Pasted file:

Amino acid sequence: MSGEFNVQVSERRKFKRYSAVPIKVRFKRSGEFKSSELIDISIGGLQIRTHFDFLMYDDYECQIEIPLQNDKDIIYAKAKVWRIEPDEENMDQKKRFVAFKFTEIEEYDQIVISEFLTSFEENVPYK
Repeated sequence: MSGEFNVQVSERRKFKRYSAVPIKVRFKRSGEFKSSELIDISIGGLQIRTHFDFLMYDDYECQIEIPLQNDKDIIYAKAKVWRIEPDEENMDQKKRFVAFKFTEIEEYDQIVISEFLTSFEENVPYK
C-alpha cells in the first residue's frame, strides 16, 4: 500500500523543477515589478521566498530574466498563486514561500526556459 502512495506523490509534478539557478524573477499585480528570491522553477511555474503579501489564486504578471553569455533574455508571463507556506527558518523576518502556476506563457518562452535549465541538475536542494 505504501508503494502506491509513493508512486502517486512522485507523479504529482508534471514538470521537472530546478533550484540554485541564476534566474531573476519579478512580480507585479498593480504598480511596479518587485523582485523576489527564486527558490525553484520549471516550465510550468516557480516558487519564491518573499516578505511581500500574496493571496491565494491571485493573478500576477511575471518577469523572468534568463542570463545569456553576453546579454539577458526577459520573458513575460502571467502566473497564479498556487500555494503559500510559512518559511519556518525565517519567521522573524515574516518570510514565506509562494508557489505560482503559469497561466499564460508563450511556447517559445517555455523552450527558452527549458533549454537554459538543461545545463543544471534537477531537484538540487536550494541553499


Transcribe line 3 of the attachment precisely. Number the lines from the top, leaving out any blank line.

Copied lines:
C-alpha cells in the first residue's frame, strides 16, 4: 500500500523543477515589478521566498530574466498563486514561500526556459 502512495506523490509534478539557478524573477499585480528570491522553477511555474503579501489564486504578471553569455533574455508571463507556506527558518523576518502556476506563457518562452535549465541538475536542494 505504501508503494502506491509513493508512486502517486512522485507523479504529482508534471514538470521537472530546478533550484540554485541564476534566474531573476519579478512580480507585479498593480504598480511596479518587485523582485523576489527564486527558490525553484520549471516550465510550468516557480516558487519564491518573499516578505511581500500574496493571496491565494491571485493573478500576477511575471518577469523572468534568463542570463545569456553576453546579454539577458526577459520573458513575460502571467502566473497564479498556487500555494503559500510559512518559511519556518525565517519567521522573524515574516518570510514565506509562494508557489505560482503559469497561466499564460508563450511556447517559445517555455523552450527558452527549458533549454537554459538543461545545463543544471534537477531537484538540487536550494541553499